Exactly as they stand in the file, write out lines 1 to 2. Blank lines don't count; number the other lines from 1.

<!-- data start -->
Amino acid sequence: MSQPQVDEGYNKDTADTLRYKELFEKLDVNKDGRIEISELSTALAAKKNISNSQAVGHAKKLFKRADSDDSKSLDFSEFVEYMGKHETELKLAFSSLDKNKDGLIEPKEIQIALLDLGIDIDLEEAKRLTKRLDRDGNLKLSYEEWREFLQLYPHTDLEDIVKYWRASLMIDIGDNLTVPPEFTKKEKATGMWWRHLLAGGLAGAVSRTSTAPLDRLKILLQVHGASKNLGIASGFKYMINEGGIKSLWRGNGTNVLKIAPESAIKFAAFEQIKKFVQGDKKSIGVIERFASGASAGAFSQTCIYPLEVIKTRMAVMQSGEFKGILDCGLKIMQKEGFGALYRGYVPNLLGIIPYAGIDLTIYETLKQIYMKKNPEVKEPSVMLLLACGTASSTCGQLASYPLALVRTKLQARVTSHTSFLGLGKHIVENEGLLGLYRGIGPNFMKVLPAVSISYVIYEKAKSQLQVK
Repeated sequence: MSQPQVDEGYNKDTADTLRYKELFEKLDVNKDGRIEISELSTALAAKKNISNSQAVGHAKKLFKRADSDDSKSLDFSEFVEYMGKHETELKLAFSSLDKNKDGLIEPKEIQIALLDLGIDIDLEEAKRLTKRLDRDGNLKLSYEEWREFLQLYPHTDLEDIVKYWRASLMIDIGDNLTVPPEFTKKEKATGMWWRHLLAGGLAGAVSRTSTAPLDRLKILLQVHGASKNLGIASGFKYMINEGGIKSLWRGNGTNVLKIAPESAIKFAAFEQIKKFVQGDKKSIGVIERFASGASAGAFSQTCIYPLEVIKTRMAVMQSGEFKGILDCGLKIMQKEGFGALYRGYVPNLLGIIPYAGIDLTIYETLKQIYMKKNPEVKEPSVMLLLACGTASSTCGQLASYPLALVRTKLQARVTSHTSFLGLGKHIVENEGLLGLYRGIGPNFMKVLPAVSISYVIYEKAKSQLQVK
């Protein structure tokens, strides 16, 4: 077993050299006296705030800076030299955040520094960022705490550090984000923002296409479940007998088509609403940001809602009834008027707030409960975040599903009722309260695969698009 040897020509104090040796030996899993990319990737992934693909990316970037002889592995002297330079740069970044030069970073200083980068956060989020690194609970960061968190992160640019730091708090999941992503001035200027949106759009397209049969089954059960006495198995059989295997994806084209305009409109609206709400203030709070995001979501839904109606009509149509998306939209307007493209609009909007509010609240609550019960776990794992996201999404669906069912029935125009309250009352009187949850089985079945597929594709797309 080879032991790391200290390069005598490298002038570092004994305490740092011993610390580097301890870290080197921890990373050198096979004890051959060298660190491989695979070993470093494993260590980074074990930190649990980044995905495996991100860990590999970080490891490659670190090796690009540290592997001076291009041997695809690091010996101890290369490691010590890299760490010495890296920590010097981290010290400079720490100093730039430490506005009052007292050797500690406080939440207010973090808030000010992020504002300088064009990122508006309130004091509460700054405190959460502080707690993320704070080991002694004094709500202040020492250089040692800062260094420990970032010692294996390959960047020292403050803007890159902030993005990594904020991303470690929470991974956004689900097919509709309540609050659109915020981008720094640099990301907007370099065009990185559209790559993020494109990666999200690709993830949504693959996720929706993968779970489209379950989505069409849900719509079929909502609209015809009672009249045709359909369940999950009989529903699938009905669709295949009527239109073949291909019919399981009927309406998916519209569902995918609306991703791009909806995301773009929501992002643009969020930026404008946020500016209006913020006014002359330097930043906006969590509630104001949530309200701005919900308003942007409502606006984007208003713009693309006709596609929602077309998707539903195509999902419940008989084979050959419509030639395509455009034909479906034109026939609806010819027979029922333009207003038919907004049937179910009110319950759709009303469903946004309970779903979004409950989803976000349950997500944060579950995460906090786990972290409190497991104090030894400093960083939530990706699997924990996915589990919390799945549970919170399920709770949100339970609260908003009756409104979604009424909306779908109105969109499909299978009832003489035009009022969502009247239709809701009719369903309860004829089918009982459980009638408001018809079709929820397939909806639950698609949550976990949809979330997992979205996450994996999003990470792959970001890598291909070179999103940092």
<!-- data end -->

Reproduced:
Amino acid sequence: MSQPQVDEGYNKDTADTLRYKELFEKLDVNKDGRIEISELSTALAAKKNISNSQAVGHAKKLFKRADSDDSKSLDFSEFVEYMGKHETELKLAFSSLDKNKDGLIEPKEIQIALLDLGIDIDLEEAKRLTKRLDRDGNLKLSYEEWREFLQLYPHTDLEDIVKYWRASLMIDIGDNLTVPPEFTKKEKATGMWWRHLLAGGLAGAVSRTSTAPLDRLKILLQVHGASKNLGIASGFKYMINEGGIKSLWRGNGTNVLKIAPESAIKFAAFEQIKKFVQGDKKSIGVIERFASGASAGAFSQTCIYPLEVIKTRMAVMQSGEFKGILDCGLKIMQKEGFGALYRGYVPNLLGIIPYAGIDLTIYETLKQIYMKKNPEVKEPSVMLLLACGTASSTCGQLASYPLALVRTKLQARVTSHTSFLGLGKHIVENEGLLGLYRGIGPNFMKVLPAVSISYVIYEKAKSQLQVK
Repeated sequence: MSQPQVDEGYNKDTADTLRYKELFEKLDVNKDGRIEISELSTALAAKKNISNSQAVGHAKKLFKRADSDDSKSLDFSEFVEYMGKHETELKLAFSSLDKNKDGLIEPKEIQIALLDLGIDIDLEEAKRLTKRLDRDGNLKLSYEEWREFLQLYPHTDLEDIVKYWRASLMIDIGDNLTVPPEFTKKEKATGMWWRHLLAGGLAGAVSRTSTAPLDRLKILLQVHGASKNLGIASGFKYMINEGGIKSLWRGNGTNVLKIAPESAIKFAAFEQIKKFVQGDKKSIGVIERFASGASAGAFSQTCIYPLEVIKTRMAVMQSGEFKGILDCGLKIMQKEGFGALYRGYVPNLLGIIPYAGIDLTIYETLKQIYMKKNPEVKEPSVMLLLACGTASSTCGQLASYPLALVRTKLQARVTSHTSFLGLGKHIVENEGLLGLYRGIGPNFMKVLPAVSISYVIYEKAKSQLQVK